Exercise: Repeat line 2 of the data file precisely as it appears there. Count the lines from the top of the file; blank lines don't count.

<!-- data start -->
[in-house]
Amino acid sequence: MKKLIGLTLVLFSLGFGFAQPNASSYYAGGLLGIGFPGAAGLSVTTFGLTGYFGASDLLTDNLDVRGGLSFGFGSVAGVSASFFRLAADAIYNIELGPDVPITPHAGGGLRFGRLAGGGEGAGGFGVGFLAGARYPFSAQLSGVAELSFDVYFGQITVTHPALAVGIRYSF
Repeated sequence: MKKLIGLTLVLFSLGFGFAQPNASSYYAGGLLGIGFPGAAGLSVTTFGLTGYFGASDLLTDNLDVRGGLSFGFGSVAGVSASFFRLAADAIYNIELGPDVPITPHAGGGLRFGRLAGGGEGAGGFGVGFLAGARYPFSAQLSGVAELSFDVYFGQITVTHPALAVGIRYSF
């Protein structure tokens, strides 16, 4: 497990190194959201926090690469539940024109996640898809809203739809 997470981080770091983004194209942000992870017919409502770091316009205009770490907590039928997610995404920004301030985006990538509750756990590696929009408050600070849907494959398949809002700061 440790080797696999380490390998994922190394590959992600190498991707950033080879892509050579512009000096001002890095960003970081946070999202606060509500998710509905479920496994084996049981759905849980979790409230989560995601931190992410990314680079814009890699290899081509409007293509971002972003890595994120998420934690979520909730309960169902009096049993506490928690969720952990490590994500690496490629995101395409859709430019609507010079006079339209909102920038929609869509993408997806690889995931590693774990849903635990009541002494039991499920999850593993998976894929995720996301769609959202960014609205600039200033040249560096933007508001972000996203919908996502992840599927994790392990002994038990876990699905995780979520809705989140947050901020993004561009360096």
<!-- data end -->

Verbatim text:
Amino acid sequence: MKKLIGLTLVLFSLGFGFAQPNASSYYAGGLLGIGFPGAAGLSVTTFGLTGYFGASDLLTDNLDVRGGLSFGFGSVAGVSASFFRLAADAIYNIELGPDVPITPHAGGGLRFGRLAGGGEGAGGFGVGFLAGARYPFSAQLSGVAELSFDVYFGQITVTHPALAVGIRYSF